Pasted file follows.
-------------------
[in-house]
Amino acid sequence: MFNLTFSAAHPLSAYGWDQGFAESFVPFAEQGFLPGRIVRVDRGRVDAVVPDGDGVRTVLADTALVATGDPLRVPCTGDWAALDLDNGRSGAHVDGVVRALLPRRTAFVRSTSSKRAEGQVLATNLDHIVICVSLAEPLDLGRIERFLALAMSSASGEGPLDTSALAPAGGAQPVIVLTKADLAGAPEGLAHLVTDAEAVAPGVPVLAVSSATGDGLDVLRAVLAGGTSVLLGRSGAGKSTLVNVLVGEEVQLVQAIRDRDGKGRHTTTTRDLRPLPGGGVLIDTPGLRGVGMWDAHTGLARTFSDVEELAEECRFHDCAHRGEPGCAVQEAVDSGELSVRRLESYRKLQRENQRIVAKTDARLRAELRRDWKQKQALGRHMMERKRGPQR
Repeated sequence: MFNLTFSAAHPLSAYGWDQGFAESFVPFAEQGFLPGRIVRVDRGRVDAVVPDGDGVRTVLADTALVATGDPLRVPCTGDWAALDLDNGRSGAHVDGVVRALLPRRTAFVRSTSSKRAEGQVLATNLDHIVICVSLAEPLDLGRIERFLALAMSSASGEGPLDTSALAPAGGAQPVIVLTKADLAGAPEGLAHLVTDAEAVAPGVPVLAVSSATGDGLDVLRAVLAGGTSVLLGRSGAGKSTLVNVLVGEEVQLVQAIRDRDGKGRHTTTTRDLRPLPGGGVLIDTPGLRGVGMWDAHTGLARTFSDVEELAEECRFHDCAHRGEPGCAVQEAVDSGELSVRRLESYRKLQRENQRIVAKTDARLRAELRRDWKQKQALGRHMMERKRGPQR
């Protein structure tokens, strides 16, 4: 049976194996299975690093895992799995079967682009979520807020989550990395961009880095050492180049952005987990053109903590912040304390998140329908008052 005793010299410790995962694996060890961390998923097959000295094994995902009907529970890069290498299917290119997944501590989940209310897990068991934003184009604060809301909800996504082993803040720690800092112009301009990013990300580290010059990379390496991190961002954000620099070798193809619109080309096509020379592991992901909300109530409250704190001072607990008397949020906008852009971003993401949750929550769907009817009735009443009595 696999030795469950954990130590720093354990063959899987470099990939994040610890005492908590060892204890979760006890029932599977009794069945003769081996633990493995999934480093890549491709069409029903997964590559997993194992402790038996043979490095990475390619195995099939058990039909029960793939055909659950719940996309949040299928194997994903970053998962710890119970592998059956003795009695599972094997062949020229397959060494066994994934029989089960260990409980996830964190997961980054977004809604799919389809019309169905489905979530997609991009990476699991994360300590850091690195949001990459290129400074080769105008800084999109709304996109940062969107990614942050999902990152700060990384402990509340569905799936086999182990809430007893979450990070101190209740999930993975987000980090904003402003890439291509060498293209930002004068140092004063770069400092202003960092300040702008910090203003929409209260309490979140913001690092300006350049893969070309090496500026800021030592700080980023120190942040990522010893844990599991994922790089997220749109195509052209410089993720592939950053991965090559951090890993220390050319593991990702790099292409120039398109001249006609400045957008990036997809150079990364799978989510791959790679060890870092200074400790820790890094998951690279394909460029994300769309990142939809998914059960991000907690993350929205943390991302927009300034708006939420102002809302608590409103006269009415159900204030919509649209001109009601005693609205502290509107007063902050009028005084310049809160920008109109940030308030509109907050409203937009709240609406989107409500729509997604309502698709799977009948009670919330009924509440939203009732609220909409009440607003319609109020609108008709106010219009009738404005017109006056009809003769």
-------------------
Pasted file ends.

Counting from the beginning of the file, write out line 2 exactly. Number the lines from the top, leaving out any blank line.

Amino acid sequence: MFNLTFSAAHPLSAYGWDQGFAESFVPFAEQGFLPGRIVRVDRGRVDAVVPDGDGVRTVLADTALVATGDPLRVPCTGDWAALDLDNGRSGAHVDGVVRALLPRRTAFVRSTSSKRAEGQVLATNLDHIVICVSLAEPLDLGRIERFLALAMSSASGEGPLDTSALAPAGGAQPVIVLTKADLAGAPEGLAHLVTDAEAVAPGVPVLAVSSATGDGLDVLRAVLAGGTSVLLGRSGAGKSTLVNVLVGEEVQLVQAIRDRDGKGRHTTTTRDLRPLPGGGVLIDTPGLRGVGMWDAHTGLARTFSDVEELAEECRFHDCAHRGEPGCAVQEAVDSGELSVRRLESYRKLQRENQRIVAKTDARLRAELRRDWKQKQALGRHMMERKRGPQR